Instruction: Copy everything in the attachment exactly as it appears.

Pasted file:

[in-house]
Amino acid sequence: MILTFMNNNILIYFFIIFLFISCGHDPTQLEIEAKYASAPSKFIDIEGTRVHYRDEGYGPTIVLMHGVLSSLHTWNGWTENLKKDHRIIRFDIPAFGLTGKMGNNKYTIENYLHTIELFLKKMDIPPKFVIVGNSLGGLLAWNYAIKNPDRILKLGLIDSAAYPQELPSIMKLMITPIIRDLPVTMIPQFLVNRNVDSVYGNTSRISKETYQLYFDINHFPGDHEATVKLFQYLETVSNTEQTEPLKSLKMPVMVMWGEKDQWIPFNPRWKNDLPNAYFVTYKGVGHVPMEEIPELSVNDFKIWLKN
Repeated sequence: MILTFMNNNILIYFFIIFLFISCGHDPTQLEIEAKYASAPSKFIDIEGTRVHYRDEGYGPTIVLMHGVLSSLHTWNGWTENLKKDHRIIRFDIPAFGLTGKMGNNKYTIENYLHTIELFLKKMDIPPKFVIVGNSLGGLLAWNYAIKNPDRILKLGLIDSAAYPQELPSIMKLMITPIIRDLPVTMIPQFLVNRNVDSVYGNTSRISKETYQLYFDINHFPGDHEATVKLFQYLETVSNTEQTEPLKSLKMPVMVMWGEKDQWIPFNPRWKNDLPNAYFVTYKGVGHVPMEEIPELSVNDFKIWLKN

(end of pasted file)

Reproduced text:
[in-house]
Amino acid sequence: MILTFMNNNILIYFFIIFLFISCGHDPTQLEIEAKYASAPSKFIDIEGTRVHYRDEGYGPTIVLMHGVLSSLHTWNGWTENLKKDHRIIRFDIPAFGLTGKMGNNKYTIENYLHTIELFLKKMDIPPKFVIVGNSLGGLLAWNYAIKNPDRILKLGLIDSAAYPQELPSIMKLMITPIIRDLPVTMIPQFLVNRNVDSVYGNTSRISKETYQLYFDINHFPGDHEATVKLFQYLETVSNTEQTEPLKSLKMPVMVMWGEKDQWIPFNPRWKNDLPNAYFVTYKGVGHVPMEEIPELSVNDFKIWLKN
Repeated sequence: MILTFMNNNILIYFFIIFLFISCGHDPTQLEIEAKYASAPSKFIDIEGTRVHYRDEGYGPTIVLMHGVLSSLHTWNGWTENLKKDHRIIRFDIPAFGLTGKMGNNKYTIENYLHTIELFLKKMDIPPKFVIVGNSLGGLLAWNYAIKNPDRILKLGLIDSAAYPQELPSIMKLMITPIIRDLPVTMIPQFLVNRNVDSVYGNTSRISKETYQLYFDINHFPGDHEATVKLFQYLETVSNTEQTEPLKSLKMPVMVMWGEKDQWIPFNPRWKNDLPNAYFVTYKGVGHVPMEEIPELSVNDFKIWLKN